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  • Steve Nguyen, PhD

Pygmalion Effect – A Leader’s Attitude and Expectation Set the Tone

Updated: Apr 2, 2023

[Note: This post was updated April 2023 for freshness & clarity.]

In the book, Extreme Ownership, Leif Babin (a U.S. Navy SEAL officer who was a SEAL instructor overseeing the Junior Officer Training Course in the Naval Special Warfare Training Center) shared a story about the performances of two boat crews during Hell Week.


Each boat crew consisted of seven men. Each seven-man boat crew is assigned an IBS—inflatable boat, small. Even though an IBS is small by U.S. Navy standards, it can be large and heavy when you have to carry it by hand! That's because these large rubber boats weighed almost two hundred pounds and would get heavier when filled with water and sand.

As Babin explains:


"A relic from the Navy Frogmen (Underwater Demolition Team) days of World War II, the dreaded boats had to be awkwardly carried everywhere, usually upon the heads of the seven boat-crew members struggling underneath. On land, the boat crews carried them up and over twenty-feet-high sand berms and ran with them for miles along the beach. They carried them on the hard asphalt streets back and forth across Naval Amphibious Base Coronado, trying like hell to keep up with instructors leading the way. The boat crews even pushed, pulled, squeezed, and muscled the unwieldy boats through the ropes and over the telephone poles and walls of the notorious BUD/S obstacle course. Out on the Pacific Ocean, the boat crews paddled their boats through the powerful crashing waves, often capsizing and scattering wet students and paddles across the beach like a storied shipwreck. These damned rubber boats were the source of a great deal of misery for the men assigned to them. Each boat had a roman numeral painted in bright yellow on the front, indicating the boat crew number" (Willink & Babin, 2017, p. 43).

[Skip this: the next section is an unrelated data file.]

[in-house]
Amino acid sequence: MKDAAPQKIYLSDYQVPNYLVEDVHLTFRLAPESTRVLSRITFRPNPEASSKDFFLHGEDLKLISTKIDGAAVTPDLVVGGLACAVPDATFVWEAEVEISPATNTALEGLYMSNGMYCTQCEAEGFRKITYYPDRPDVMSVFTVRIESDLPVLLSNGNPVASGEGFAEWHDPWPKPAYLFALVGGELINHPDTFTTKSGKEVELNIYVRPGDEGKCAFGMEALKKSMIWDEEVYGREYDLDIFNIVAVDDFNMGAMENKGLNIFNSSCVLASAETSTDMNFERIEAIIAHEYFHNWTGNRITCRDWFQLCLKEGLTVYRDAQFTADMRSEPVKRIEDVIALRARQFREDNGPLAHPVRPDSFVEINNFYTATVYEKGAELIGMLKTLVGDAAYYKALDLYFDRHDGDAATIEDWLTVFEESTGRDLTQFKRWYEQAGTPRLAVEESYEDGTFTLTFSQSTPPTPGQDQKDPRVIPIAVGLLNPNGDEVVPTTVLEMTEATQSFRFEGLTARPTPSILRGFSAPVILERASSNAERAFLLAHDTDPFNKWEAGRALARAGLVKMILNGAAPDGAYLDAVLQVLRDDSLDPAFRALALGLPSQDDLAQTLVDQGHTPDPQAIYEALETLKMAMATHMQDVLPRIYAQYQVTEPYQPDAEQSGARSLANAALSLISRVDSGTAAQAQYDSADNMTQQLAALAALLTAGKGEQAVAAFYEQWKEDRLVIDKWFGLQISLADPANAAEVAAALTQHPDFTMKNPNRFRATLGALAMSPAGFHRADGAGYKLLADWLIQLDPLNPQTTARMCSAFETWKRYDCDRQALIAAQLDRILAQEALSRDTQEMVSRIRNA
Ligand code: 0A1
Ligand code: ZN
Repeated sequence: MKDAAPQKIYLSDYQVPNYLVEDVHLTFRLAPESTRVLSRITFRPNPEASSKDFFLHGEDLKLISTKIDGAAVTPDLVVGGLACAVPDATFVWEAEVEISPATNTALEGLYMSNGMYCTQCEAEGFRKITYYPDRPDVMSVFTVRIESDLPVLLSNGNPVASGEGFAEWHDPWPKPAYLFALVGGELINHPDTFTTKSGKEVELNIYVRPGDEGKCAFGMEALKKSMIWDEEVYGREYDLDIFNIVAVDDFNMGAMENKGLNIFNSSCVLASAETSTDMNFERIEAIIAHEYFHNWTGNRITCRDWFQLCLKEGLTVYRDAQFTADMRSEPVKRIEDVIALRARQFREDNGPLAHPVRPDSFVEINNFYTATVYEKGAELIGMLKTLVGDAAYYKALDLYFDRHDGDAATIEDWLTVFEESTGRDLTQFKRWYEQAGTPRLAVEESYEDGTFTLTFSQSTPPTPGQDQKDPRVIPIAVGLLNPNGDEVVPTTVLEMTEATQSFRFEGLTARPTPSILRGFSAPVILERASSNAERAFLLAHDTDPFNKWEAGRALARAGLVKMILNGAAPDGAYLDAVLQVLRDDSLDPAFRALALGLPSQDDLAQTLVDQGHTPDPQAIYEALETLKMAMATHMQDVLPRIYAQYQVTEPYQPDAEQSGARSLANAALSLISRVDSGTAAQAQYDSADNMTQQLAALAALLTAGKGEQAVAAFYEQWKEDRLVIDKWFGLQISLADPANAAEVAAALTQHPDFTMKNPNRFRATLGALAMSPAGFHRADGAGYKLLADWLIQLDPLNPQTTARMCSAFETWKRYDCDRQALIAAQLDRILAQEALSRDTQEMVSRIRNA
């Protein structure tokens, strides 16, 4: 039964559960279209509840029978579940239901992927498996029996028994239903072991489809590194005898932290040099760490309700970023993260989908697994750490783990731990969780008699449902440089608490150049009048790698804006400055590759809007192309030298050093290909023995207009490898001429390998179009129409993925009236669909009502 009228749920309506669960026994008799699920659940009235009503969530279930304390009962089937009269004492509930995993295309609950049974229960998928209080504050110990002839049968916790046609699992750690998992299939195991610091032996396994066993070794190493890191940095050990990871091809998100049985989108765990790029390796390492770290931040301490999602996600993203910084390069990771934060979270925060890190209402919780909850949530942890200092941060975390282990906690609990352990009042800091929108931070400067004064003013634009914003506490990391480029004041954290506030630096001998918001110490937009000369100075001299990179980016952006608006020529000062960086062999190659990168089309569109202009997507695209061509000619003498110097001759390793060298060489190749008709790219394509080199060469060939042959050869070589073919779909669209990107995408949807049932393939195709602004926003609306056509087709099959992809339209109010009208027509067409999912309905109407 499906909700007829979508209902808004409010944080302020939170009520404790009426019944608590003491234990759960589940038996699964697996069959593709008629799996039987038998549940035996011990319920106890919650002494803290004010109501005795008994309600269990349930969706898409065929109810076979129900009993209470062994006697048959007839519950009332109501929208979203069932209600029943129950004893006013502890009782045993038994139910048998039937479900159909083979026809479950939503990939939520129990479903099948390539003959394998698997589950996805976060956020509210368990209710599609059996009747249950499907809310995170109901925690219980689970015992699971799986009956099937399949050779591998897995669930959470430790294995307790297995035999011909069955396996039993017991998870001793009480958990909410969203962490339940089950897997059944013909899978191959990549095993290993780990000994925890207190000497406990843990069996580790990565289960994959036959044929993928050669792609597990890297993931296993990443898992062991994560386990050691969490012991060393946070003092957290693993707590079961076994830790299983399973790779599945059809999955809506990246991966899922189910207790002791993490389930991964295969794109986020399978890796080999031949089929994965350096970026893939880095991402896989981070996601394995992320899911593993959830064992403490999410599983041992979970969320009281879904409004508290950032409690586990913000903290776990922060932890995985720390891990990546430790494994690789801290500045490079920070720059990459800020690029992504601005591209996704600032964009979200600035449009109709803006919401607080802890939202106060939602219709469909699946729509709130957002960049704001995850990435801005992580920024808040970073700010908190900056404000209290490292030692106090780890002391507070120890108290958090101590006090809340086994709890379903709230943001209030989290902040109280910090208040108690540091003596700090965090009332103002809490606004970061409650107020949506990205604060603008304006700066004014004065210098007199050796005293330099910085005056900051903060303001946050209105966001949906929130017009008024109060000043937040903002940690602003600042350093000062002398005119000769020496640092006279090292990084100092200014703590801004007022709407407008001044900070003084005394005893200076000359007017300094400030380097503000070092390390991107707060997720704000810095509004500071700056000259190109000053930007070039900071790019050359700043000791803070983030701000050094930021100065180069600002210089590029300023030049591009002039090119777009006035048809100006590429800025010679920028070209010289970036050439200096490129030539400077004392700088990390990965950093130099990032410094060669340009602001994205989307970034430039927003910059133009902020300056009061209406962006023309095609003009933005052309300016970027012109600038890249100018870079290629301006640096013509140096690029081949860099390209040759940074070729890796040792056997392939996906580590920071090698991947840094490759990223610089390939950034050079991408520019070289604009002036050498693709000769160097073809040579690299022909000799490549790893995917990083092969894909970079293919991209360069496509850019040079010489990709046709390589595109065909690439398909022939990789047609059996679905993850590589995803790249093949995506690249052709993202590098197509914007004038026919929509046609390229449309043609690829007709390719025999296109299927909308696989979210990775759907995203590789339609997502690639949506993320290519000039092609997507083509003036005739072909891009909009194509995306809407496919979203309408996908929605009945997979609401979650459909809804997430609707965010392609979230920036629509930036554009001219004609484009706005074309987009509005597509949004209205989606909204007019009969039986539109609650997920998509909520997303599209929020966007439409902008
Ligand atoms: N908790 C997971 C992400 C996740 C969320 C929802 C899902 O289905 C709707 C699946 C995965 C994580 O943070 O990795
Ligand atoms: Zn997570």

"In each boat crew the senior-ranking man served as boat crew leader, responsible for receiving orders from the instructors and briefing, directing, and leading the other six members of the boat crew. The boat crew leader bore responsibility for the performance of his boat crew. And while each member of the boat crew had to perform, the boat crew leader—by his very position as leader—received the most scrutiny from the instructor staff" (Willink & Babin, 2017, p. 43-44).